Toyota Motor Manufacturing Canada Inc. will hire more than 800 workers and add a second shift of production at its plant in Woodstock, Ont., providing another shot in the arm for the Ontario economy and another sign that a recovery in the battered auto sector is under way.
The plant will double production of RAV4 crossover utility vehicles to 150,000 a year beginning in March amid a rebound in demand for the vehicles in the U.S. market, which is the destination for about 80 per cent of the factory's output.
The auto maker will announce the plan Thursday, a year and five days after the Woodstock facility officially opened as the North American industry was sliding into the most crippling downturn it has experienced since the Great Depression of the 1930s.
The original plan was to start with two shifts of production when the plant opened, but it began production on just a single shift because of the crisis.
But RAV4 is one of only two vehicles in Toyota's portfolio in the U.S. market that has posted a sales gain this year - up 3 per cent to 132,346 in the first 11 months of the year, compared with 128,225 in the same period last year. November sales rose 35 per cent.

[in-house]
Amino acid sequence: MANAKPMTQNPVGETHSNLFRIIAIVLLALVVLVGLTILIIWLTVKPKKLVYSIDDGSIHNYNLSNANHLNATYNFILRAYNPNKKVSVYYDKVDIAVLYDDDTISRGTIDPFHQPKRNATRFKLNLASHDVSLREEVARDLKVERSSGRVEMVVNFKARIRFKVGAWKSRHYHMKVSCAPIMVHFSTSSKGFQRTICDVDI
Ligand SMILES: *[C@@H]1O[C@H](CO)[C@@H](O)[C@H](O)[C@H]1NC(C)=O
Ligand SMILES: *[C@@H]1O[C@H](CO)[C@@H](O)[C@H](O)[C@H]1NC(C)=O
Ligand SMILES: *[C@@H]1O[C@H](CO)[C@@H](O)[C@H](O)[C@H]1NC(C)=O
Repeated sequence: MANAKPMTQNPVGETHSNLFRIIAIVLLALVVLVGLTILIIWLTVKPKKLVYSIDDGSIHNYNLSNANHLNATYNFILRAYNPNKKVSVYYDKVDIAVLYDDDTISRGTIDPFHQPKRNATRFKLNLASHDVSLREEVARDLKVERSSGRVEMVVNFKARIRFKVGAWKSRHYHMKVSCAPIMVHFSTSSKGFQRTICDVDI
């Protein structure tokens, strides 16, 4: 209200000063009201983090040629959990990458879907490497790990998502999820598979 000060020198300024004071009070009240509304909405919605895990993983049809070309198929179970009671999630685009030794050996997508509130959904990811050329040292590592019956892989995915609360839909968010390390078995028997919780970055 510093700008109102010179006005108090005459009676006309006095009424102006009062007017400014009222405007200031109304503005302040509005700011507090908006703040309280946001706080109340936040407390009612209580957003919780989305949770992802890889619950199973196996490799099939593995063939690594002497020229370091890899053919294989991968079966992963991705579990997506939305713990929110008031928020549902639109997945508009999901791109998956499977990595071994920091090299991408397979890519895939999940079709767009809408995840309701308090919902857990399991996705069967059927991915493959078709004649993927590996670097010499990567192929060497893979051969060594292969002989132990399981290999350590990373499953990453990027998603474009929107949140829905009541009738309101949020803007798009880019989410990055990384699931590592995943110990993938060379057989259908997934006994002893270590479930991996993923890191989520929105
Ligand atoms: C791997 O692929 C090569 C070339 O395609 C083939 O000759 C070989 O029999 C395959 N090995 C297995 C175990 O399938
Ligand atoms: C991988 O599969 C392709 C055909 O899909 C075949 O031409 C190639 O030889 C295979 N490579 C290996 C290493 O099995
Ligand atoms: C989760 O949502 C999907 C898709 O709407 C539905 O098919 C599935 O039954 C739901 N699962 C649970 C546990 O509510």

Those numbers compare with an overall Toyota sales slide of 23 per cent in the U.S. market from January to November and an 11 per cent rise in November itself.
It's the second most popular vehicle in the Toyota Canada Inc. lineup and sales in this market rose 24 per cent in the first 11 months and 31 per cent last month. Toyota Canada overall sales slid 13 per cent in the January-November period, but rose 26 per cent last month.
The production boost at Toyota follows a similar announcement by General Motors Co. at its Cami Automotive Inc. plant in Ingersoll, Ont., a short ride west along Highway 401 from Woodstock.
GM is increasing output of its Chevrolet Equinox and GMC Terrain crossovers - also because of high demand - and has recalled several hundred workers from layoff in order to get the plant cranking out the vehicles on three shifts a day.
The North American crisis, which contributed to the first financial loss in Toyota's history, has created a problem of excess production capacity for the world's largest auto maker, which expanding rapidly in North America until the recession.
A new plant in Mississippi that was scheduled to assemble the company's successful Prius hybrid car, is sitting empty.
A joint venture with GM in Fremont, Calif., will close after GM pulled out during its chapter 11 bankruptcy proceeding and Toyota decided to shut the facility.